Hydraulic diffusivity was also lower in the Nankai megasplay fault zone than that in the surrounding host rock samples, which suggests that the fault zone can act as a barrier to fluid flow so that tectonic loading and fluid influx from the deep crust might cause the pore pressure to become relatively elevated within the fault zone. However, the difference in permeability between the fault zone and the host rocks of the frontal thrust was very small. We measured the transport properties of mudstone and fault breccia of mudstone origin, but the transport properties of sandstone and ash layers, which were observed throughout site C0007, were not measured. These rocks probably are permeable. In addition, the fracture permeability and its scaling effect on fluid transport properties have not been investigated yet. Therefore, we are not certain whether fluid flows preferentially within the fault zone in the frontal thrust region or whether it functions as a barrier. Variation in the fluid transport properties of a fault zone causes heterogeneity in the pore pressure distribution and fault strength, which influence future fault rupture paths in a fault system such as the Nankai branching fault system.

The reduction rates of porosity in Nankai sediments (2.5% to 4% at 40 MPa from the initial porosity) seem quite small compared to those in Japan Trench sediments (9% to 15%; Tanikawa et al. 2013), even though the reduction rates of permeability between the two sites were similar. The porosity tests in this study were performed under dry conditions, although the porosity of sediments in the Japan Trench was measured under water-saturated conditions. Wetting may enhance consolidation of sediment by mechanical collapse and grain rearrangement; this is because the shear strength of sediment particles is generally weaker when wet than when dry. Permeability measured by using nitrogen gas as a pore fluid was larger than water permeability by more than one order of magnitude (Figure 6). The difference between gas permeability and water permeability was not explained by the Klinkenberg effect (Figure 6; e.g., Tanikawa and Shimamoto 2009), even though pore pressure dependence on the gas permeability, which is known as the Klinkenberg effect, was clearly observed in our gas permeability tests. The difference was probably caused by the wetting-enhanced compaction. Therefore, we might have overestimated porosity (or underestimated the porosity reduction) and specific storage. Permeability against porosity can be plotted by combining independent permeability tests with porosity tests for specimens from the same core block. The relationship was expressed by the power law function (Table 1), although the power law exponent was extremely larger than that in previous studies (e.g., exponent = 3 for the cubic law). This unrealistic relationship might have caused an overestimation of the porosity.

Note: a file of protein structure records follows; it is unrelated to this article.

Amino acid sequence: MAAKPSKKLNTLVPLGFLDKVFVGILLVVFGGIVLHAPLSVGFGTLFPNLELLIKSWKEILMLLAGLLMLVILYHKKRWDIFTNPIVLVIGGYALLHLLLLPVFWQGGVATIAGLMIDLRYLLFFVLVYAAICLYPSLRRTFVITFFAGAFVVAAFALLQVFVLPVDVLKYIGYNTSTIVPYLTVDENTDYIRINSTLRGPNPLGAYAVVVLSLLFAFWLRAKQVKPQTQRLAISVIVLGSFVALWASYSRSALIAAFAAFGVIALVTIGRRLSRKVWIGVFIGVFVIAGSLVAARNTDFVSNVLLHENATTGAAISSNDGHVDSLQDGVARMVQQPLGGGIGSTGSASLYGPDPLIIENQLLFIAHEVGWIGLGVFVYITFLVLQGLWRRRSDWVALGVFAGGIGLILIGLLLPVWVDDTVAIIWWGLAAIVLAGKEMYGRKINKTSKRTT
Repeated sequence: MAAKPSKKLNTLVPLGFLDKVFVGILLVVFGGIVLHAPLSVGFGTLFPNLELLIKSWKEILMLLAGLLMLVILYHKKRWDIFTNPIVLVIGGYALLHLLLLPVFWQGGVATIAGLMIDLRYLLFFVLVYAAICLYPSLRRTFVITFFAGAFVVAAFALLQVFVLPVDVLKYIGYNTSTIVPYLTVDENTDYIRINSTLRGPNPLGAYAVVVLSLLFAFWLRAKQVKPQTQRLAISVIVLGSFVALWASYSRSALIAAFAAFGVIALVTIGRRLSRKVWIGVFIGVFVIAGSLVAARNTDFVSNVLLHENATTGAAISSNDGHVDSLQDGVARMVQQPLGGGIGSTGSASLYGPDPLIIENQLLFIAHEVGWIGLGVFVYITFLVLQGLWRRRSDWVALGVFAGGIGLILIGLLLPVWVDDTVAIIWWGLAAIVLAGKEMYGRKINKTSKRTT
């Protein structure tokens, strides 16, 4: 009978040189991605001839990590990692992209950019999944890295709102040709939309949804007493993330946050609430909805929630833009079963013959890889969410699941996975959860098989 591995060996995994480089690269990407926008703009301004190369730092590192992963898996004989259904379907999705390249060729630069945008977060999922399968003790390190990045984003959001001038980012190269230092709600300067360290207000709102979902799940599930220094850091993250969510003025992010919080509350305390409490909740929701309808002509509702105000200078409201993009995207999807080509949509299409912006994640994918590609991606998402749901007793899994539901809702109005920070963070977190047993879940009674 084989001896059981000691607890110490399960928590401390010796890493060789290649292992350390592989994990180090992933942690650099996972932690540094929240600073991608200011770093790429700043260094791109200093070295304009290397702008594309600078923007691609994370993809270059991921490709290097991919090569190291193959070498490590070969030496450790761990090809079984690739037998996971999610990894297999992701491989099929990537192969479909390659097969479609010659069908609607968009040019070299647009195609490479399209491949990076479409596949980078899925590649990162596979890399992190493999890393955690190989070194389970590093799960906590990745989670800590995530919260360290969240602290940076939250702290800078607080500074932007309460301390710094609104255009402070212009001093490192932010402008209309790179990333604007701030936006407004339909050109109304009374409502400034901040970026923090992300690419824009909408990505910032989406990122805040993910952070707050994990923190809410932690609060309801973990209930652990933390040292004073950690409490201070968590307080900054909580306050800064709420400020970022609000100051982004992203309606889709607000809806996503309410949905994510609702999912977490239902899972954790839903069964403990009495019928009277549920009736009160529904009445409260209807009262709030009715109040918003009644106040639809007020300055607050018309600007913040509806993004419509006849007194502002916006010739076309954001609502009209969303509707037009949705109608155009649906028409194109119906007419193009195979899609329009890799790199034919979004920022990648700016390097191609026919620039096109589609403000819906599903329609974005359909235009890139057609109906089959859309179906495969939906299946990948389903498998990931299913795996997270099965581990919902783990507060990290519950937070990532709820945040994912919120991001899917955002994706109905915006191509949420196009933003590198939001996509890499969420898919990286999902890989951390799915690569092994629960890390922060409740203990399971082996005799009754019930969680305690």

Figure 6

Permeability curves for the core sample from C7D–2. Comparison of water permeability, gas permeability estimated by using the Klinkenberg equation, and gas permeability.

Declarations

Acknowledgements

This research used core samples provided by the Integrated Ocean Drilling Program (IODP). The authors gratefully acknowledge support provided by the D/V Chikyu drilling crew and staff. This study was supported by two grants from the Japan Society for the Promotion of Science (JSPS) Grant-in-Aid for Science Research program (Nos. 25800284 and 21107004). We also thank the guest and chief editors and two anonymous reviewers for improving our paper.

Authors’ Affiliations

(1)
Kochi Institute for Core Sample Research, Japan Agency for Marine-Earth Science and Technology
(2)
Marine Works Japan Ltd.
(3)
Department of Geoscience, Interdisciplinary Graduate School of Science and Engineering, Shimane University
(4)
Division of Earth and Planetary Sciences, Graduate School of Science, Kyoto University